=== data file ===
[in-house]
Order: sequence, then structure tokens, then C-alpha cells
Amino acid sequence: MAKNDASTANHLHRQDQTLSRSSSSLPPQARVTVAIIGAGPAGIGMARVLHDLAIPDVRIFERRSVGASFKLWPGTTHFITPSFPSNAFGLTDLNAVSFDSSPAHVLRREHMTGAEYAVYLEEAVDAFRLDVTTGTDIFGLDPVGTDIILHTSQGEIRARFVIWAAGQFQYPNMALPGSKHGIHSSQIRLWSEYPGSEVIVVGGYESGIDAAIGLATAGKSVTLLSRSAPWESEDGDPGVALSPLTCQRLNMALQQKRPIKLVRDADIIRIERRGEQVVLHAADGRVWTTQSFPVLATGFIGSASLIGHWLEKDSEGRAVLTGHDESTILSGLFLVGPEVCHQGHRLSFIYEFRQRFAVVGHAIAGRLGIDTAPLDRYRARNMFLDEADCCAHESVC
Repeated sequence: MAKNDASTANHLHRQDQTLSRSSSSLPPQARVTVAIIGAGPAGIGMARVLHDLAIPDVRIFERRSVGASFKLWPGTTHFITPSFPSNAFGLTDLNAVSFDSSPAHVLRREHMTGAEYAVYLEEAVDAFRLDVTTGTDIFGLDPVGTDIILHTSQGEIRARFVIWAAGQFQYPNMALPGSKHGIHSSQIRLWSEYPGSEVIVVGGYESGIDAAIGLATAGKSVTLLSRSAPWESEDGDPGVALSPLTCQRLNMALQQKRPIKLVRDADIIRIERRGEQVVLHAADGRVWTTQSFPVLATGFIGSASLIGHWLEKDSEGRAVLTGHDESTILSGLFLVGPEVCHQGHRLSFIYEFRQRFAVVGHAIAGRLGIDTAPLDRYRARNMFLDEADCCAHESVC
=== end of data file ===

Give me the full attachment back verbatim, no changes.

[in-house]
Order: sequence, then structure tokens, then C-alpha cells
Amino acid sequence: MAKNDASTANHLHRQDQTLSRSSSSLPPQARVTVAIIGAGPAGIGMARVLHDLAIPDVRIFERRSVGASFKLWPGTTHFITPSFPSNAFGLTDLNAVSFDSSPAHVLRREHMTGAEYAVYLEEAVDAFRLDVTTGTDIFGLDPVGTDIILHTSQGEIRARFVIWAAGQFQYPNMALPGSKHGIHSSQIRLWSEYPGSEVIVVGGYESGIDAAIGLATAGKSVTLLSRSAPWESEDGDPGVALSPLTCQRLNMALQQKRPIKLVRDADIIRIERRGEQVVLHAADGRVWTTQSFPVLATGFIGSASLIGHWLEKDSEGRAVLTGHDESTILSGLFLVGPEVCHQGHRLSFIYEFRQRFAVVGHAIAGRLGIDTAPLDRYRARNMFLDEADCCAHESVC
Repeated sequence: MAKNDASTANHLHRQDQTLSRSSSSLPPQARVTVAIIGAGPAGIGMARVLHDLAIPDVRIFERRSVGASFKLWPGTTHFITPSFPSNAFGLTDLNAVSFDSSPAHVLRREHMTGAEYAVYLEEAVDAFRLDVTTGTDIFGLDPVGTDIILHTSQGEIRARFVIWAAGQFQYPNMALPGSKHGIHSSQIRLWSEYPGSEVIVVGGYESGIDAAIGLATAGKSVTLLSRSAPWESEDGDPGVALSPLTCQRLNMALQQKRPIKLVRDADIIRIERRGEQVVLHAADGRVWTTQSFPVLATGFIGSASLIGHWLEKDSEGRAVLTGHDESTILSGLFLVGPEVCHQGHRLSFIYEFRQRFAVVGHAIAGRLGIDTAPLDRYRARNMFLDEADCCAHESVC